Helpful Information

Fear and anxiety kids get scared or anxious sometimes. This page has tips on how to identify if your child is scared or anxious and some of the things you can do to help them.

What is fear?
Fear is a normal reaction to the threat of danger, pain or harm. You can feel fear in your body and mind.

Your child might:

  • have a thumping heartbeat
  • have jelly legs
  • feel breathless
  • feel like they’re under threat, even when there’s no “real” danger
  • exaggerate what they think is a threat.

All these things feel bad, so your child will try to avoid whatever has made them feel fear to stop it happening again, which can mean they miss out on fun experiences.

What does fear look like in kids?
Physical signs of fear:

  • fast breathing
  • fast heartbeat
  • sweating
  • tummy pains
  • shaking and trembling.

Behavioural signs of fear:

  • avoiding situations
  • clinginess
  • crying, screaming
  • tantrums
  • asking lots of questions and repeating questions
  • fidgeting more than usual
  • doing lots of checking up on things
  • repeating behaviour over and over
  • insisting on keeping to a particular routine.

Which kids feel fear?
All kids feel fear at some point. Every child is different and some are more likely to experience fear than others. How they feel fear is also different. Some will feel really sick and scared, others will be able to stay calm.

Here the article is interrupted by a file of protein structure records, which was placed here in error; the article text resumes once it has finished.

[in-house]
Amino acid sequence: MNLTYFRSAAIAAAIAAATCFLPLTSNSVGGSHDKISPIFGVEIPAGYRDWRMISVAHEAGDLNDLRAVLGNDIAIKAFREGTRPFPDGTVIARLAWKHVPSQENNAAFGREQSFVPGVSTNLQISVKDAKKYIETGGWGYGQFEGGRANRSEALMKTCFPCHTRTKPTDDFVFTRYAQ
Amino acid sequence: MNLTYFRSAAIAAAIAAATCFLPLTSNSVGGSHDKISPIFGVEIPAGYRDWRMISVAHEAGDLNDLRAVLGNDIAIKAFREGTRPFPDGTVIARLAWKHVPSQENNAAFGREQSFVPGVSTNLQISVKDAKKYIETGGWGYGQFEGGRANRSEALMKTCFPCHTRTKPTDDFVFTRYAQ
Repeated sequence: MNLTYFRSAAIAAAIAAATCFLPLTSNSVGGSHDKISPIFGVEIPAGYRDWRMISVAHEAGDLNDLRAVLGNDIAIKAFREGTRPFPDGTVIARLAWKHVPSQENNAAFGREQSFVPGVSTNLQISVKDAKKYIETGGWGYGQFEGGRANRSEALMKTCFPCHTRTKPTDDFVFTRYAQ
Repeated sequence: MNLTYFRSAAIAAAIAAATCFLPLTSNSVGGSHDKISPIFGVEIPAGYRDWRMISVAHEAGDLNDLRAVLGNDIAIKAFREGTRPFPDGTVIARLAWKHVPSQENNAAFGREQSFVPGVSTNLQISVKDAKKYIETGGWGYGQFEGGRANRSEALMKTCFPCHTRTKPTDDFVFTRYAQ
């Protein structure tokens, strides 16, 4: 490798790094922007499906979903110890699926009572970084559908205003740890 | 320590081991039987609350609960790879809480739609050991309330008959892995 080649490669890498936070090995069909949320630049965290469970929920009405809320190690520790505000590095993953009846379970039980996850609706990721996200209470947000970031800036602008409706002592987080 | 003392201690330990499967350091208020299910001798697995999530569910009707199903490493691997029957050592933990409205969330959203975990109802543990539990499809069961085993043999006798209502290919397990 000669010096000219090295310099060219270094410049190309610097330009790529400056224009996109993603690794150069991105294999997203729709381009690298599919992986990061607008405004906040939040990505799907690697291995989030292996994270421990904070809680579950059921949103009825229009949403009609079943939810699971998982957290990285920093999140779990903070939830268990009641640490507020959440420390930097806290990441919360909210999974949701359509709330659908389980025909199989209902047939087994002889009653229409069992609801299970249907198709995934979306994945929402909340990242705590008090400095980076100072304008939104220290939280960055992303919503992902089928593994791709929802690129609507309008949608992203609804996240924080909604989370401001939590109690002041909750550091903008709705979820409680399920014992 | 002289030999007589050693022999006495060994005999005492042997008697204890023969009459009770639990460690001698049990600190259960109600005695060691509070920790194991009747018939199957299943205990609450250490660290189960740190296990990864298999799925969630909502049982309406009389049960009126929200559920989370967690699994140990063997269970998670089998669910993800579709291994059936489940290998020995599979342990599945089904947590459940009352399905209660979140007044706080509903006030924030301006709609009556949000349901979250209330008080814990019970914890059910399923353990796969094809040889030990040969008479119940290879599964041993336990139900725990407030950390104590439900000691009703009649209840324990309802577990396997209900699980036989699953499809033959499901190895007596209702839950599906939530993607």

When kids are likely to feel fear:

  • if they’re having a major operation or medical procedure
  • during big changes like starting kindy or school
  • thinking about something bad that happened in their past
  • thinking a lot about the future and what might happen.

Some health conditions can also make your child fearful.

What can I do to make my child feel better?
There’s lots you can do to make your child feel better when they’re fearful or anxious such as:

  • talk to them about their fear so they know what it is and why they feel sick or anxious
  • watch your child’s reactions and talk with all the people involved
  • talk with your child about different ways of managing their reaction to fear
  • explore what might be the cause of their fear
  • have a chat with a psychologist or paediatrician if you need more advice or help.

Most kids can learn to manage fear without needing medical treatment.

If you would like information or free advice, speak to someone in our friendly team on 1300 NOVITA (1300 668 482) or visit our Contact Us page for more ways to get in touch.